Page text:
Palace to parents: Enroll your children
Presidential spokesman Harry Roque said students should enroll because they have to be assessed on whether they can be promoted to the next educational level.
Edd Gumban, file

Palace to parents: Enroll your children

Alexis Romero (The Philippine Star) - May 28, 2020 - 12:00am

MANILA, Philippines — Parents should enroll their children in schools as formal learning will start on Aug. 24 despite quarantine restrictions being implemented to contain the coronavirus disease 2019 or COVID-19 pandemic, Malacañang said yesterday.

Presidential spokesman Harry Roque said students should enroll because they have to be assessed on whether they can be promoted to the next educational level.

“What is certain is by Aug. 24, formal learning will resume. What is uncertain is whether or not face-to-face classes would resume; that would really depend on whether we have achieved the new normal. But (the Department of Education) is now preparing for blended learning,” Roque said.

“Enrollment will proceed because whether it be face-to-face or blended… there has to be a basis for assessing whether or not after one year, your children will progress to the next level,” he told ANC in an interview.

While the Department of Education (DepEd) has set the opening of classes on Aug. 24, confusion arose when President Duterte announced last Monday that classes won’t open until a COVID-19 vaccine is developed.

The following day, Roque clarified that Duterte was just referring to face-to-face classes that cannot be held as long as the country remains under community quarantine. Roque said schools could resume classes, but should adopt blended learning – a combination of face-to-face classes, online sessions and the use of television and radio.

In a separate interview, Roque said schools may push through with their plan to start enrollment on Monday.

“It’s easy to cancel depending on the situation... Even if it’s blended learning, we need to have a basis for promoting students to the next grade,” he told radio dzRH.

The DepEd, according to the Palace spokesman, should also prepare for the influx of students to provinces with lower coronavirus infection risks compared with that of Metro Manila.

“We can’t blame parents (if they enroll their children in the provinces) because of lower risks, and we encourage our countrymen to return to the provinces,” he said.

Roque emphasized that the restrictions on face-to-face classes are intended to protect students from the risks posed by the virus, which has so far infected over 15,000 people in the country.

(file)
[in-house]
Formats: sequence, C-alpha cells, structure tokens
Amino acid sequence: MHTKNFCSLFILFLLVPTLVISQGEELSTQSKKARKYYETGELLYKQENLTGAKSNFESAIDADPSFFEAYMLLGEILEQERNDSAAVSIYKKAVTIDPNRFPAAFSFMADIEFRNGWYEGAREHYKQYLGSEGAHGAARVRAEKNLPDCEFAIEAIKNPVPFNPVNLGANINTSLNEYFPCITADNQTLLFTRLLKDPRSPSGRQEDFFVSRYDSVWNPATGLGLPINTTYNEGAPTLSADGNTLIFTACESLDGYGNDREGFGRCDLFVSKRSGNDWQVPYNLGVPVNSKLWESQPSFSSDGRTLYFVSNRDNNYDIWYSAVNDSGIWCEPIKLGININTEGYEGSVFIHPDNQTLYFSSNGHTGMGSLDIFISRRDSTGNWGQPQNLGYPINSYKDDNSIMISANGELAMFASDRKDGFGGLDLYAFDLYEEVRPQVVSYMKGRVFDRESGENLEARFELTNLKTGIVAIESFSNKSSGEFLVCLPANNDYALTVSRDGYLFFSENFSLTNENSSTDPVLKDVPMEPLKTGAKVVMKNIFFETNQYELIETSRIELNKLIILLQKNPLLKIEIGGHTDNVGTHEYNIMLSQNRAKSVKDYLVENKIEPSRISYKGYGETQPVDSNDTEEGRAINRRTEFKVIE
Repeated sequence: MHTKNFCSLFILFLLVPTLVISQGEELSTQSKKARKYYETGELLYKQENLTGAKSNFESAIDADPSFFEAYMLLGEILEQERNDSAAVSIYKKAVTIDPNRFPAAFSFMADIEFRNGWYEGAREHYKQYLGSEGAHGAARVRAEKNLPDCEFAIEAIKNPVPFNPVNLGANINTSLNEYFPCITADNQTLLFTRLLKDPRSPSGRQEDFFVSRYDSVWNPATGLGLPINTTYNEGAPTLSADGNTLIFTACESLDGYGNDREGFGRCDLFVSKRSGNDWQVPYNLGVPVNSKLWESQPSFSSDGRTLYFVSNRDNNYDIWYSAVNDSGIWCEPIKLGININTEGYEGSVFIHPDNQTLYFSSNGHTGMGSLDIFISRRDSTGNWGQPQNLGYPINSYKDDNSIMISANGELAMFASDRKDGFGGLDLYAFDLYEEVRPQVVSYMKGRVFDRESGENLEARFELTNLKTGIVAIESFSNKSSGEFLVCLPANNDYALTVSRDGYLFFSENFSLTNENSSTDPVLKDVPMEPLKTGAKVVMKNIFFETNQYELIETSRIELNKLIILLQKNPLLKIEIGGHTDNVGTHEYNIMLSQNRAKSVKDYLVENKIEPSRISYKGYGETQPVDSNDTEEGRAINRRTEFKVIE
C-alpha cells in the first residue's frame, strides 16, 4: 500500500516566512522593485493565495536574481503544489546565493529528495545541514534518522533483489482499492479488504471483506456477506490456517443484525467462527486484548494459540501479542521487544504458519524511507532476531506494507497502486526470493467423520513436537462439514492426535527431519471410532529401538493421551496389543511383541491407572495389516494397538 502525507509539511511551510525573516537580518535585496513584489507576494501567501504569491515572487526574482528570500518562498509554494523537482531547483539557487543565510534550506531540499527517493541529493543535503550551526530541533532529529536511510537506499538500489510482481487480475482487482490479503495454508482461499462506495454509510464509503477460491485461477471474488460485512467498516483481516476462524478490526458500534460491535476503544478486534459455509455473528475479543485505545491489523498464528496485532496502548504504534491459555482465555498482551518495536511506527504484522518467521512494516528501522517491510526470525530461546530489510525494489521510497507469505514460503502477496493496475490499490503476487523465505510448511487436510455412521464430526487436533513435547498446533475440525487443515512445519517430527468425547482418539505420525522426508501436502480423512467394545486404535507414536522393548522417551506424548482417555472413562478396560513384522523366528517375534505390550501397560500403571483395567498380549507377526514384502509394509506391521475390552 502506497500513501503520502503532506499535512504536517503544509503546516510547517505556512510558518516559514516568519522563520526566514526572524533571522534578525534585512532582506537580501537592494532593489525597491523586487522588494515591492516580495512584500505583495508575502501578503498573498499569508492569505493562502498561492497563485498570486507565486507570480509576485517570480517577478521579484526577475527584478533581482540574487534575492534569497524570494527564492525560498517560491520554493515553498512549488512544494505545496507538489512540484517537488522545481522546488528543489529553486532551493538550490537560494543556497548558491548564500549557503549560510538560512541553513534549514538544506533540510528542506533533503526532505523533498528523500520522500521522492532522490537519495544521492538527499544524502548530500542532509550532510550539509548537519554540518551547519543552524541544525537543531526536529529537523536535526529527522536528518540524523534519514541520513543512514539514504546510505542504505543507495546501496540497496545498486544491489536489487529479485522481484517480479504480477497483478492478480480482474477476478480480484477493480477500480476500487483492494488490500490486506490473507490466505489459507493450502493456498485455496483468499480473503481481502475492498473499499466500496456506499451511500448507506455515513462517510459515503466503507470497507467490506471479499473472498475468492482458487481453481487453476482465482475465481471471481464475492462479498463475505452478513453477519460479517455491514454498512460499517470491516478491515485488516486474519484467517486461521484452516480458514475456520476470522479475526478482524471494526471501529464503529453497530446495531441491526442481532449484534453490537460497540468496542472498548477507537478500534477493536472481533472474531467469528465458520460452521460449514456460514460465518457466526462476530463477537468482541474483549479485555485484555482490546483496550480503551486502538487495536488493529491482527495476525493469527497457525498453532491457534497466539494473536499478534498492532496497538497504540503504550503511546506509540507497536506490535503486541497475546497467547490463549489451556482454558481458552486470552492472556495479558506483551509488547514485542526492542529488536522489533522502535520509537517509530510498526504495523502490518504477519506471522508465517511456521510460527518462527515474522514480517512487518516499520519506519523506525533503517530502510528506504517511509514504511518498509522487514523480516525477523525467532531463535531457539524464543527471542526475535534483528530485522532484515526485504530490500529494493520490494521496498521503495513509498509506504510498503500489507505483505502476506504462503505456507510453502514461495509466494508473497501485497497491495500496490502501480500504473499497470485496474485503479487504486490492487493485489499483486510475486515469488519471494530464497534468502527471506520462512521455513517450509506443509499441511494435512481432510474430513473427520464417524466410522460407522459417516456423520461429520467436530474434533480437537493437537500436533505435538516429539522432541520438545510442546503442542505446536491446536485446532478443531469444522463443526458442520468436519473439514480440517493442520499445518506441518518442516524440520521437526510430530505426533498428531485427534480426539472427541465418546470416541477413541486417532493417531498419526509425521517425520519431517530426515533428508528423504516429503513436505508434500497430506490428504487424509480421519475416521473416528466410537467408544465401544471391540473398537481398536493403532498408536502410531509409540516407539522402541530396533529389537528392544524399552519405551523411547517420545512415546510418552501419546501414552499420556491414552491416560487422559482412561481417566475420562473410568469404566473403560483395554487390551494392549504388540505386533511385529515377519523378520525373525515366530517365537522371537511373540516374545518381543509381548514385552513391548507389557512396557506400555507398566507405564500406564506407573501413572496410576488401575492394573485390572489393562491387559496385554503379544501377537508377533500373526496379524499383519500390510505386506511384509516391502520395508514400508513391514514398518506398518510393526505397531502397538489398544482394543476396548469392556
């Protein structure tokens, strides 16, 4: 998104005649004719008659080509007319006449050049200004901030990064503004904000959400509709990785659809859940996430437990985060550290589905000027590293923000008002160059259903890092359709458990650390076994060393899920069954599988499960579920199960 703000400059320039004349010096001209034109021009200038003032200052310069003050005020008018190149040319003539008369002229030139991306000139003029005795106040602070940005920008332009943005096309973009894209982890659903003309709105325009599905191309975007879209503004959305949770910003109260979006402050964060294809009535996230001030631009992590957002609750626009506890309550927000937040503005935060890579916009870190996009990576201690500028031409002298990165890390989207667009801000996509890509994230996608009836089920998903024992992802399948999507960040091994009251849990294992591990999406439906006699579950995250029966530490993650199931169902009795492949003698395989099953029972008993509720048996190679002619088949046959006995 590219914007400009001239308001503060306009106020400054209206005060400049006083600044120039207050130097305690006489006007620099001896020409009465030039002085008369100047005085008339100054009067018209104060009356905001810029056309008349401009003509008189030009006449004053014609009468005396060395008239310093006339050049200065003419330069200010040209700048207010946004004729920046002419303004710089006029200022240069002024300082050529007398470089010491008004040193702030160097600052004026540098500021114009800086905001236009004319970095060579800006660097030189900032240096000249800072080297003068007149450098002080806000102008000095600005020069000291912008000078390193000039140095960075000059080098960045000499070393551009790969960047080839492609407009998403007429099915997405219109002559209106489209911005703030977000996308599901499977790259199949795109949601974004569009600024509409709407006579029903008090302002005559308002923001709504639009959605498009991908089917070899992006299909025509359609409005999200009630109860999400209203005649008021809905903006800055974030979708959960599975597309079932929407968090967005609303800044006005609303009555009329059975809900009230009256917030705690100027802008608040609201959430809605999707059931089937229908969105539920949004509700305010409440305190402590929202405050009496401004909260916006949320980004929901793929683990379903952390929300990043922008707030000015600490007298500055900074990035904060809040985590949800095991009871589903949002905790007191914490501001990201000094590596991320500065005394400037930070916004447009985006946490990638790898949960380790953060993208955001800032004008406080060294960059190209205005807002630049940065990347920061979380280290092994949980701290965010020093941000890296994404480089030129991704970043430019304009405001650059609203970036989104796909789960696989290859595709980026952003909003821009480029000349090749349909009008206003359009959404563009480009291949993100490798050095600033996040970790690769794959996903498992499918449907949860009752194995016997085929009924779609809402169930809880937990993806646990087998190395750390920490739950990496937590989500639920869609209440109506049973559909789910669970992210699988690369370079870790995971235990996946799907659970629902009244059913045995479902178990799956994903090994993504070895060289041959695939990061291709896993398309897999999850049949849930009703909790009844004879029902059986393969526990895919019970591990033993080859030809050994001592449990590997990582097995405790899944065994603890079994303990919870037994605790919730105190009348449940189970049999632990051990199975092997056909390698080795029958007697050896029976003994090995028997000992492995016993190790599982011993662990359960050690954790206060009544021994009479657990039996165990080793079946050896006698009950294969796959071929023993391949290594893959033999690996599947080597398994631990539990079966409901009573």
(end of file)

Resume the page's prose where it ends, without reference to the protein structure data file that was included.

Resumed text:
“The President is correct. We will never... expose our children to any form of danger. So it’s been very clear, although we are preparing for Aug. 24 openings – that is actually based on the assumption that it will be safe to do so for the children,” he said.

“Because for as long as there is community quarantine, schools will remain shut. So in other words, the assumption is that by Aug. 24, we would be under a new normal... That’s why we have to prepare,” he added.

The use of blended learning is attuned to the reality that not all students have access to the internet, according to Roque.

“So in addition to online learning, we will be tapping community radio stations, community TV stations, PTV-4 and even private companies such as ABS-CBN for instructional purposes,” he said.

Broadcasting giant ABS-CBN, however, has been off the air since May 5 because of a cease and desist order issued by the National Telecommunications Commission. Its franchise expired on May 4 without the House of Representatives acting on bills for its renewal.

“So (blended learning) is a bold move on the part of the DepEd. We have not done it on this scale, but we have to adapt to the times in the same way that media has adapted to the times that we’re now both broadcasting from our homes,” Roque said.

Private institutions with small numbers of students per section can seek accreditation from the DepEd to hold face-to-face learning, according to the presidential spokesman.

“In fact, they may have small meetings just for assessment purposes or for enforcement purposes... We can be creative about it, and I think there are alternative learning specialists,” he said.